Wills returned briefly to Fredericton to marry Emily Coster, the fourth daughter of an Archdeacon of New Brunswick and the rector of Fredericton. Emily Coster would give birth to a daughter and tragically die in 1850, two years after her marriage to Wills. Wills remarried in 1853 and had one son by his second wife, Almy Warne Casey, the daughter of a prominent Philadelphia iron merchant. Both his second wife and his children would survive him.

It was in New York City that Wills began his literary career when he founded the New York Ecclesiological Society and its journal, The New-York Ecclesiologist. Wills became the New York chapter’s editor, writing articles and reviews of his peers’ work (McFarland Abstract). For the first meeting of the society, in 1848, Wills gave a speech based on the principle of “reality” in church architecture, stating “. . . there is nothing which more distinctly expresses the mind of an age than does its Architecture” (Wills “Reality”). This article and other unattributed articles in the journal were later incorporated into his historic, precedent-setting book, Ancient English Ecclesiastic Architecture and its Principles, Applied to the Wants of the Church at the Present Day (1850). It is an impassioned plea for the elevation of the practice of architecture to high art. The work is equally a plea for ecclesiastic adherence to medieval church architecture and the maintenance of “High Church,” Catholic doctrine as advocated by Tractarianism. The book was reviewed favorably in his journal by his ecclesiologist peers, and fellow members of England’s Ecclesiological Society also praised it in their journal. Canadian scholar Elizabeth McFarland, in her dissertation on Wills at Cornell University in 2007, corroborates that the book received good reviews from rival publications, such as Church Review and The Ecclesiastical Register, both Episcopal publications. She also notes another “surprising” review lauding Wills’ book in the Episcopal Recorder, a journal known for “Low Church” (Evangelical) sentiments. Amazingly, the “Low Church” journal offered the “High Church” book for sale (McFarland 11).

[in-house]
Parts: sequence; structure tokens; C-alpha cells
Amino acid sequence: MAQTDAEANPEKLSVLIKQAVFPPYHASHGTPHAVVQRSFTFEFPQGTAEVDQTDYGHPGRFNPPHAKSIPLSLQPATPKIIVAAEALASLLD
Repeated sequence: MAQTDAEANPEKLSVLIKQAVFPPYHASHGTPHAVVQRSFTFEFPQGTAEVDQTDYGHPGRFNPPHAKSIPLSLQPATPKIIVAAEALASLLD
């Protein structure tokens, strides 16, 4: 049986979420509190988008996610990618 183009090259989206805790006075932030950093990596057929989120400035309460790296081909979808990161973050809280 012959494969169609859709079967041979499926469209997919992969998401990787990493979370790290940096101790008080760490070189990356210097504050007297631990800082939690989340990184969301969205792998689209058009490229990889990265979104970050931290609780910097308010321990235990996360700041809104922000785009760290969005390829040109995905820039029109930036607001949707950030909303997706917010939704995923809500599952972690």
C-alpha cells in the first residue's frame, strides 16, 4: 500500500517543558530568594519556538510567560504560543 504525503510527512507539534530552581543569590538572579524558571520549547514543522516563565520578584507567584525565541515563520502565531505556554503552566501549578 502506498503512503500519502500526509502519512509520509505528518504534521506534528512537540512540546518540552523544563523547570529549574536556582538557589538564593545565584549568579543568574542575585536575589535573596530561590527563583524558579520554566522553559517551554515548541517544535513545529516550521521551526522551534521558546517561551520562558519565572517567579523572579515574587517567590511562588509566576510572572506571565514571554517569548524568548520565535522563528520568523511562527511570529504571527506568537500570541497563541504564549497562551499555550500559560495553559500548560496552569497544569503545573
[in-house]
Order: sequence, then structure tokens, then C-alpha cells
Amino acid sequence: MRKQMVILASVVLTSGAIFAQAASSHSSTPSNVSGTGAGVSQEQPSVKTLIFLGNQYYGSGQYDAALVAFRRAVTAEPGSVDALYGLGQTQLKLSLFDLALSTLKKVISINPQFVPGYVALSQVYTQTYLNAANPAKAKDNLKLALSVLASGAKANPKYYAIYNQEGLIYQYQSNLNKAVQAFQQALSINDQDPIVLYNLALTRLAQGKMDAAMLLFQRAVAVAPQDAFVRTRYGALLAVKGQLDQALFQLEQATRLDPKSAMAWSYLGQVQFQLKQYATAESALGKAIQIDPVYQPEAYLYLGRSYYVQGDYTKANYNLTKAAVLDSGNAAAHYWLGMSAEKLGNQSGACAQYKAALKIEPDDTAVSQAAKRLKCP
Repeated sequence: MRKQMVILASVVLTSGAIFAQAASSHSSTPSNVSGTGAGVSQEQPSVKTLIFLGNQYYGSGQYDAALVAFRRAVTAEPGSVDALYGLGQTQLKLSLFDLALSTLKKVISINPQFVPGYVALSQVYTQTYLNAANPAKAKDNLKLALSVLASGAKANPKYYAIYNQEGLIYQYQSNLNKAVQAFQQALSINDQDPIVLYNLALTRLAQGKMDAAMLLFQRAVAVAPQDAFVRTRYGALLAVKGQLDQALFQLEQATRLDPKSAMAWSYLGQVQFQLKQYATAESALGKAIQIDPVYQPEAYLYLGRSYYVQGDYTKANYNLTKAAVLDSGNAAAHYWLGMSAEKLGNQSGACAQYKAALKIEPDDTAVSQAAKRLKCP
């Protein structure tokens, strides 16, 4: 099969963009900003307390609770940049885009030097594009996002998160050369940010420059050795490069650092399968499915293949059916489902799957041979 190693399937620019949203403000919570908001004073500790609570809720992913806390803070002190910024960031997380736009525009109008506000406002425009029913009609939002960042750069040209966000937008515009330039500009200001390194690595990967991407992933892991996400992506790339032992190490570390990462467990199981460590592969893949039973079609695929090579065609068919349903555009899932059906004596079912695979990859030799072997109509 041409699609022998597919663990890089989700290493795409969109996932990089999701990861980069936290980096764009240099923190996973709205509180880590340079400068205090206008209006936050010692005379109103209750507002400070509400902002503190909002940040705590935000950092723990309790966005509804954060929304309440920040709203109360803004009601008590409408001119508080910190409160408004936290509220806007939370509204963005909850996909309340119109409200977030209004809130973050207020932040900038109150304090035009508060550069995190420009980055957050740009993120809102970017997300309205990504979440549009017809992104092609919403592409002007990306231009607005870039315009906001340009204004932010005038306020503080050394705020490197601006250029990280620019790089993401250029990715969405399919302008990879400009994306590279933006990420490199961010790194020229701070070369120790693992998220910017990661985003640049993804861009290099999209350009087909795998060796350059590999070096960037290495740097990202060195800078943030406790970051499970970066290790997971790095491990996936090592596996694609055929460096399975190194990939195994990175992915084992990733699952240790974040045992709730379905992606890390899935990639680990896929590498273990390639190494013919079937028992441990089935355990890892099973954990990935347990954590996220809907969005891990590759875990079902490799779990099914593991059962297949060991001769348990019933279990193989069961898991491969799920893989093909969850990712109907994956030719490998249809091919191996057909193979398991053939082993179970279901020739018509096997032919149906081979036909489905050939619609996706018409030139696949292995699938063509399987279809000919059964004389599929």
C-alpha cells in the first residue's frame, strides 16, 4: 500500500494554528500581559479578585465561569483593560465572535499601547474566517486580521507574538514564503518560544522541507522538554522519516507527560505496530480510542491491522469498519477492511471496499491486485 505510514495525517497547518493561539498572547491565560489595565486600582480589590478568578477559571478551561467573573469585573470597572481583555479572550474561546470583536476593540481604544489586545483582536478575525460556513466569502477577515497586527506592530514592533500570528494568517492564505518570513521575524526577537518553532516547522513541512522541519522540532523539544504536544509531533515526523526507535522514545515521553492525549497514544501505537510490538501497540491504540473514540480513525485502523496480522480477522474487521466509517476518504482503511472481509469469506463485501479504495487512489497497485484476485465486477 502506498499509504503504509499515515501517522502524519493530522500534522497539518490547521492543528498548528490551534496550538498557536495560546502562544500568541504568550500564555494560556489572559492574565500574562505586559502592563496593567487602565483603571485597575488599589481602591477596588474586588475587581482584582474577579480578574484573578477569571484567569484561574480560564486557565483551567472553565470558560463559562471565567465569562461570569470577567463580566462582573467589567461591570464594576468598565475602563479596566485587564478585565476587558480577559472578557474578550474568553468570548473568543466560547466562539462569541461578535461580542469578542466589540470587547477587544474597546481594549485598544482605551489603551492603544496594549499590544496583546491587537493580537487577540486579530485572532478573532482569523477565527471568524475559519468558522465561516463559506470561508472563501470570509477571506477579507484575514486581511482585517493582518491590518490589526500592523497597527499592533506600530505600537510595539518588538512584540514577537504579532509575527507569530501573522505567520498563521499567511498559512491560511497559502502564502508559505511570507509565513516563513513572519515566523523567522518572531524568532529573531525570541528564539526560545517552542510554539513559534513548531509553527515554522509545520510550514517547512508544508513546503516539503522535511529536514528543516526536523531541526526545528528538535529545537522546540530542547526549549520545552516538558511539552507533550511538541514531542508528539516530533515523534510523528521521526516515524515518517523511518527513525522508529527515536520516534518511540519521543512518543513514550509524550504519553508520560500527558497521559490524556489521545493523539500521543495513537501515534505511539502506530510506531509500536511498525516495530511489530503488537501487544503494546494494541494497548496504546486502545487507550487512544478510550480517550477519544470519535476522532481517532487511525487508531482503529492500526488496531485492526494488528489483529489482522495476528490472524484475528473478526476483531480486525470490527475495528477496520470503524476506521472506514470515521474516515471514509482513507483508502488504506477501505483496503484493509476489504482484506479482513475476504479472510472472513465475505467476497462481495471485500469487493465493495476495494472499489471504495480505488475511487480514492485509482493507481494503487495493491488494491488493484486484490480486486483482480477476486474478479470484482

In his book, Wills traces the architectural evolution of English church architecture through Saxon and Norman churches to the onset of three stages of what was commonly called Gothic, but Wills called “Pointed,” its principle being that the church’s architecture was pointed to heaven. Wills does an especially admirable job of history telling; however, it is his exquisite literary voice that distinguishes the book, and it is pure theater. His laborious, hand-drawn depictions of ancient churches and their architecture are works of art, photographic in detail, but it is his descriptions of architecture that give the book its sensual delight. His imagery of the interior of a cathedral is euphoric and replete with metaphor, including his attribution of its “climax” to the church’s Altar (55).